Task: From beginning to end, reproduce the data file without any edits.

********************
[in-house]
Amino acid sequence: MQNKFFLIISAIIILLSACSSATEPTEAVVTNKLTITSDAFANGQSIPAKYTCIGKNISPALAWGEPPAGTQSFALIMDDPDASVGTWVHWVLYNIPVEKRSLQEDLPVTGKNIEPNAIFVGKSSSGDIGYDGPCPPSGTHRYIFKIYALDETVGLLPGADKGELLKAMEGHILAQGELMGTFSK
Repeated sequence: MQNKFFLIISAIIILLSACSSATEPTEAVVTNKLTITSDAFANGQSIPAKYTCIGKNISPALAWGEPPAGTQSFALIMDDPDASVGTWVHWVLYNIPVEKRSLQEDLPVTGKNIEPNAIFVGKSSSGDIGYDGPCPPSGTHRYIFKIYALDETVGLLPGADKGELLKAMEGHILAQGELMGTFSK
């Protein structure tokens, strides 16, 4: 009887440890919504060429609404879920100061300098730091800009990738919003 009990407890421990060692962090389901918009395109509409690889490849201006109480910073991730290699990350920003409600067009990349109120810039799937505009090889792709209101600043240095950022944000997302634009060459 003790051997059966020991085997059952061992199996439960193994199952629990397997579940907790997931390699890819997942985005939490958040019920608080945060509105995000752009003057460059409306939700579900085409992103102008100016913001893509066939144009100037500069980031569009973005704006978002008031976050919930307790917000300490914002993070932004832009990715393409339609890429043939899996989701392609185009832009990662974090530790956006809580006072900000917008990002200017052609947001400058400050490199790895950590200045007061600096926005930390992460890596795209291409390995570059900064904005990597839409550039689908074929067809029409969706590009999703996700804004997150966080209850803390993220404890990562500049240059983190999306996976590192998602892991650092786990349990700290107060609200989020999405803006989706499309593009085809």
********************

[in-house]
Amino acid sequence: MQNKFFLIISAIIILLSACSSATEPTEAVVTNKLTITSDAFANGQSIPAKYTCIGKNISPALAWGEPPAGTQSFALIMDDPDASVGTWVHWVLYNIPVEKRSLQEDLPVTGKNIEPNAIFVGKSSSGDIGYDGPCPPSGTHRYIFKIYALDETVGLLPGADKGELLKAMEGHILAQGELMGTFSK
Repeated sequence: MQNKFFLIISAIIILLSACSSATEPTEAVVTNKLTITSDAFANGQSIPAKYTCIGKNISPALAWGEPPAGTQSFALIMDDPDASVGTWVHWVLYNIPVEKRSLQEDLPVTGKNIEPNAIFVGKSSSGDIGYDGPCPPSGTHRYIFKIYALDETVGLLPGADKGELLKAMEGHILAQGELMGTFSK
């Protein structure tokens, strides 16, 4: 009887440890919504060429609404879920100061300098730091800009990738919003 009990407890421990060692962090389901918009395109509409690889490849201006109480910073991730290699990350920003409600067009990349109120810039799937505009090889792709209101600043240095950022944000997302634009060459 003790051997059966020991085997059952061992199996439960193994199952629990397997579940907790997931390699890819997942985005939490958040019920608080945060509105995000752009003057460059409306939700579900085409992103102008100016913001893509066939144009100037500069980031569009973005704006978002008031976050919930307790917000300490914002993070932004832009990715393409339609890429043939899996989701392609185009832009990662974090530790956006809580006072900000917008990002200017052609947001400058400050490199790895950590200045007061600096926005930390992460890596795209291409390995570059900064904005990597839409550039689908074929067809029409969706590009999703996700804004997150966080209850803390993220404890990562500049240059983190999306996976590192998602892991650092786990349990700290107060609200989020999405803006989706499309593009085809």